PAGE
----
ST. PAUL, Minn. (AP) — An attorney for a Democratic state senator resigning over sexual harassment allegations raised questions Wednesday about two key accusers and suggested they may have wanted to sabotage the senator’s campaign for higher office.
Sen. Dan Schoen, of St. Paul Park, didn’t appear at a news conference two weeks after he was first accused of misconduct ranging from groping to unwanted advances.
His attorney, Paul Rogosheske, said Schoen stands by his denials of any wrongdoing aside from sending a photo of male genitalia to a female Senate staffer, which he said was accidentally sent to the wrong person. Rogosheske said two women who have alleged sexual harassment, Lindsey Port and state Rep. Erin Maye Quade, have been “misrepresenting” their encounters with Schoen.
Port was a Democratic legislative candidate in 2015 when, she said, Schoen repeatedly complimented her bottom and later groped her buttocks at a campaign event. Maye Quade, also a Democrat, said Schoen made unwanted sexual advances to her by text.
Rogosheske said several witnesses at the same event as Port and Schoen in 2015 said they didn’t witness any groping, including at the specific time Port said it occurred. Rogosheske said the supposed witnesses were unwilling to come forward and declined to identify them.
He also said Maye Quade misinterpreted a text from Schoen that was intended for someone else. He disputed her account that Schoen was making unwanted advances, handing out more than a dozen pages of screenshots from Schoen’s phone that do not include repeated invitations to Maye Quade to have a drink with him that she initially recounted.
The texts centered around weeks of unrest in north Minneapolis in November 2015 after a black man was shot and killed by police after what onlookers described as a scuffle. The alleged screenshots show Maye Quade initially reached out for advice, and the pair exchanged messages as protesters surrounded a local police precinct in the days after Jamar Clark’s death.
A third claim against Schoen – by a female Senate staffer who said he sent her a photo of male genitalia – was simply a mistake by Schoen with a picture intended for someone else, Rogosheske said. He had previously told Minnesota Public Radio News that Schoen had never sent explicit photos to any woman.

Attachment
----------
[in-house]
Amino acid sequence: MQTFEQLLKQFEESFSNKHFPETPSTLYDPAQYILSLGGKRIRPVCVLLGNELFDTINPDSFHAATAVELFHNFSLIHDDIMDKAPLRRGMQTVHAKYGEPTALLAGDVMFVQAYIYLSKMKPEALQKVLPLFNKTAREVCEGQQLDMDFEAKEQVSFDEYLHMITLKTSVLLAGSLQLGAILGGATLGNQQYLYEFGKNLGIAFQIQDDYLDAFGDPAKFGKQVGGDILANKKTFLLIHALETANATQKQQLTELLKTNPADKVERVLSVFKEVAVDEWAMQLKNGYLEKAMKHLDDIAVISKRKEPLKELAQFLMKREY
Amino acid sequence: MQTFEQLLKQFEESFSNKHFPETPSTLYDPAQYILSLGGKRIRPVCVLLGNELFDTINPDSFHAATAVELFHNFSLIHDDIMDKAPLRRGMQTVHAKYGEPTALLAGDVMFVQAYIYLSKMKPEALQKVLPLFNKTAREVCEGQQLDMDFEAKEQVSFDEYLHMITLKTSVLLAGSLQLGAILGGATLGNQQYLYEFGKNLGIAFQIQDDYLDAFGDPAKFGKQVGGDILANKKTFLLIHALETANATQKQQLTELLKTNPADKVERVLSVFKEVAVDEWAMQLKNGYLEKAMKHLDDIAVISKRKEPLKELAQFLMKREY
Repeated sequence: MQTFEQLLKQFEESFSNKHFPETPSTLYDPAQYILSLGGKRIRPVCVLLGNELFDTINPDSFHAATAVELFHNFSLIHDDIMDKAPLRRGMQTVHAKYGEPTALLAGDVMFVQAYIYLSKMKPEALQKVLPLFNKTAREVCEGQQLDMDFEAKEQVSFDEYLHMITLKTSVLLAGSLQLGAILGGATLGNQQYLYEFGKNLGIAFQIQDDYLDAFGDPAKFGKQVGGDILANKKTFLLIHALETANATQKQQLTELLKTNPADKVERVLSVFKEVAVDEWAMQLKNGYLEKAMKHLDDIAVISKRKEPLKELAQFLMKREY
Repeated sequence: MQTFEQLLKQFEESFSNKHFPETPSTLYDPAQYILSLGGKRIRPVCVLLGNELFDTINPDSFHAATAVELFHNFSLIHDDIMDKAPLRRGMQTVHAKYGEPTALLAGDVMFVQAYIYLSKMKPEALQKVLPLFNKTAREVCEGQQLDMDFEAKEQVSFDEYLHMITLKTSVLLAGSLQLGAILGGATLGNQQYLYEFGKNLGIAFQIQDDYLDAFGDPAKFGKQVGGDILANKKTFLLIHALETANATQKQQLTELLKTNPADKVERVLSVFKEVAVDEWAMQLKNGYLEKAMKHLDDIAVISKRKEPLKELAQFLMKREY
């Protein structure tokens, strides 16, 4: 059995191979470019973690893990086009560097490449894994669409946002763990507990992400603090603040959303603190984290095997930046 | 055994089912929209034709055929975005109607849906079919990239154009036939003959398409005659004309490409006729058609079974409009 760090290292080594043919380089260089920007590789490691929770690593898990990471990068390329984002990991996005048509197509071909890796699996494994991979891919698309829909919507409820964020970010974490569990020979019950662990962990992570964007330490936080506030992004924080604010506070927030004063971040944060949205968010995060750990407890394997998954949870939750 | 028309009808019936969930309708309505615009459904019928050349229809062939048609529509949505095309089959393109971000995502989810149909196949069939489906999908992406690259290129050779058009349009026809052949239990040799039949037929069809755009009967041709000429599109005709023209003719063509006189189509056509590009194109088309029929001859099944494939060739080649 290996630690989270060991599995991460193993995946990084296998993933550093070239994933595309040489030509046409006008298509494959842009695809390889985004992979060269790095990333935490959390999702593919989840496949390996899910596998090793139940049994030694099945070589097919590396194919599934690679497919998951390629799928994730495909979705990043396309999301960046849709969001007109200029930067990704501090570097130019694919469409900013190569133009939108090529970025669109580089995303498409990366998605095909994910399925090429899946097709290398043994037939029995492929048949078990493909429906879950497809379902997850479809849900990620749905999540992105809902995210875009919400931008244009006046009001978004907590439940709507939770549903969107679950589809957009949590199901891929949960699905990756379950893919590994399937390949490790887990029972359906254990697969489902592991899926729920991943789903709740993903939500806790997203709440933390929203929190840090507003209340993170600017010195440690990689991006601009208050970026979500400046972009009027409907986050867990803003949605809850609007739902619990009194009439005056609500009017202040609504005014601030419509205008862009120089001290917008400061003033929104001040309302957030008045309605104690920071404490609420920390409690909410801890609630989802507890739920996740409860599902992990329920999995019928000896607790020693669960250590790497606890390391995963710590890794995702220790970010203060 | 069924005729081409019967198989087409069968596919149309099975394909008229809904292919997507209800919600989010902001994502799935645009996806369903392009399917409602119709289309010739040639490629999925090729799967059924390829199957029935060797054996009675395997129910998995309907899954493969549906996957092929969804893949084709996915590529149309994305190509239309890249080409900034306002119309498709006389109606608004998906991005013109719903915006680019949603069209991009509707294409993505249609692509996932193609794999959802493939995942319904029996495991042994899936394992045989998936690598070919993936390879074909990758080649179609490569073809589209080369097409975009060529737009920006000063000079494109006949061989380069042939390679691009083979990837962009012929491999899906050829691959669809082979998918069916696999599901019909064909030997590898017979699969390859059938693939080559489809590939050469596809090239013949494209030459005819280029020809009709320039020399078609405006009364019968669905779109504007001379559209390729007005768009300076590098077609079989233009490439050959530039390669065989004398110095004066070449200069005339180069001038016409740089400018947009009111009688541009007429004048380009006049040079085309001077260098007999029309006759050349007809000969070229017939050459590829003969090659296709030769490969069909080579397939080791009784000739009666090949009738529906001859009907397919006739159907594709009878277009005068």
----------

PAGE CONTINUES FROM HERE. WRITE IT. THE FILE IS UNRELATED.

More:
Asked if his client ever harassed anyone, Rogosheske responded: “Never meant to sexually harass anybody.”
“I sincerely wish that I had known at the time that I was making friends uncomfortable,” Schoen wrote in his resignation letter. His resignation is effective Dec. 15.
Rogosheske also noted that Port’s business partner is running for state auditor and suggested the accusations may have been intended to derail a competing bid by Schoen. Port was traveling Wednesday and didn’t respond to messages.
Maye Quade referred a request for comment to her statement Tuesday night on Schoen’s resignation, highlighting one portion that said: “Unless systematic and widespread changes are enacted, these behaviors and subsequent attempts to cover up instances of harassment will continue.”
Hours after Schoen said he would quit on Tuesday, GOP state Rep. Tony Cornish also announced he would resign following several accusations of improper conduct. Cornish apologized for his actions, including a specific apology to a lobbyist who accused him of repeated unwanted attention and trying to force a kiss.
Gov. Mark Dayton said Wednesday he hoped the resignations would help clean up a problem of sexual harassment in the Capitol.
“These are very important first steps,” Dayton said.
Since the allegations surfaced earlier in November, Dayton launched a review of the executive branch’s training and reporting procedures for sexual harassment.
Schoen still works as a police officer for the Cottage Grove Police Department, which assigned him to administrative duties when allegations against him surfaced earlier this month. Schoen remains on administrative duties and no complaints of misconduct have been reported to the department, city administrator Charlene Stevens said Wednesday, and Rogosheske says he sees no reason for his resignation to affect his employment.
Both men will be replaced in special elections. Dayton said he hoped to schedule those in time to fill the seats before the Legislature returns Feb. 20.